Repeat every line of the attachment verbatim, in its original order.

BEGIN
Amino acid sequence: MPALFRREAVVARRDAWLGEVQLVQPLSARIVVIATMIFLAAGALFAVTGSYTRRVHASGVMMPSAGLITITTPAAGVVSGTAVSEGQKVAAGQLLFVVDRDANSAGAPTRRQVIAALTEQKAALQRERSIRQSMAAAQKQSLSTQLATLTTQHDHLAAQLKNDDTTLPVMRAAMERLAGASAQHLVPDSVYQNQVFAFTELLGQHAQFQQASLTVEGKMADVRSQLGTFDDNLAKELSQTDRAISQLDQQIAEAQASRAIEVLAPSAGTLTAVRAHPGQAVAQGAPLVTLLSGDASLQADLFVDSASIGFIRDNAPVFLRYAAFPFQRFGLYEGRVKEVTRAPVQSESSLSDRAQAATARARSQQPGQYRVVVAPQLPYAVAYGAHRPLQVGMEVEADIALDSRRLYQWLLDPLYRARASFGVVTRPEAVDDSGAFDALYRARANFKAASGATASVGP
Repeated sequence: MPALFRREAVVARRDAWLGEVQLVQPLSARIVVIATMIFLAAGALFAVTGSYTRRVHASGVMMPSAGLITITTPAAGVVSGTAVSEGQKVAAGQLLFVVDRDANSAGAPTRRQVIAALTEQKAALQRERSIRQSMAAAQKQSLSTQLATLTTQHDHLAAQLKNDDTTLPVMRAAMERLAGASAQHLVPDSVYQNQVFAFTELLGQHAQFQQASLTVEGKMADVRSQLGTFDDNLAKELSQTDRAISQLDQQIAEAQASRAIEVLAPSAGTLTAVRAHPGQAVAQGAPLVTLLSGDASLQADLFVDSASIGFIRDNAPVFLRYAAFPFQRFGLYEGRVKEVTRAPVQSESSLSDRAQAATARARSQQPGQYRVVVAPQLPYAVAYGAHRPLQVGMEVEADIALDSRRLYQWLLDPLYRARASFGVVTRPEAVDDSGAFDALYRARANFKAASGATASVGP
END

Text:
Amino acid sequence: MPALFRREAVVARRDAWLGEVQLVQPLSARIVVIATMIFLAAGALFAVTGSYTRRVHASGVMMPSAGLITITTPAAGVVSGTAVSEGQKVAAGQLLFVVDRDANSAGAPTRRQVIAALTEQKAALQRERSIRQSMAAAQKQSLSTQLATLTTQHDHLAAQLKNDDTTLPVMRAAMERLAGASAQHLVPDSVYQNQVFAFTELLGQHAQFQQASLTVEGKMADVRSQLGTFDDNLAKELSQTDRAISQLDQQIAEAQASRAIEVLAPSAGTLTAVRAHPGQAVAQGAPLVTLLSGDASLQADLFVDSASIGFIRDNAPVFLRYAAFPFQRFGLYEGRVKEVTRAPVQSESSLSDRAQAATARARSQQPGQYRVVVAPQLPYAVAYGAHRPLQVGMEVEADIALDSRRLYQWLLDPLYRARASFGVVTRPEAVDDSGAFDALYRARANFKAASGATASVGP
Repeated sequence: MPALFRREAVVARRDAWLGEVQLVQPLSARIVVIATMIFLAAGALFAVTGSYTRRVHASGVMMPSAGLITITTPAAGVVSGTAVSEGQKVAAGQLLFVVDRDANSAGAPTRRQVIAALTEQKAALQRERSIRQSMAAAQKQSLSTQLATLTTQHDHLAAQLKNDDTTLPVMRAAMERLAGASAQHLVPDSVYQNQVFAFTELLGQHAQFQQASLTVEGKMADVRSQLGTFDDNLAKELSQTDRAISQLDQQIAEAQASRAIEVLAPSAGTLTAVRAHPGQAVAQGAPLVTLLSGDASLQADLFVDSASIGFIRDNAPVFLRYAAFPFQRFGLYEGRVKEVTRAPVQSESSLSDRAQAATARARSQQPGQYRVVVAPQLPYAVAYGAHRPLQVGMEVEADIALDSRRLYQWLLDPLYRARASFGVVTRPEAVDDSGAFDALYRARANFKAASGATASVGP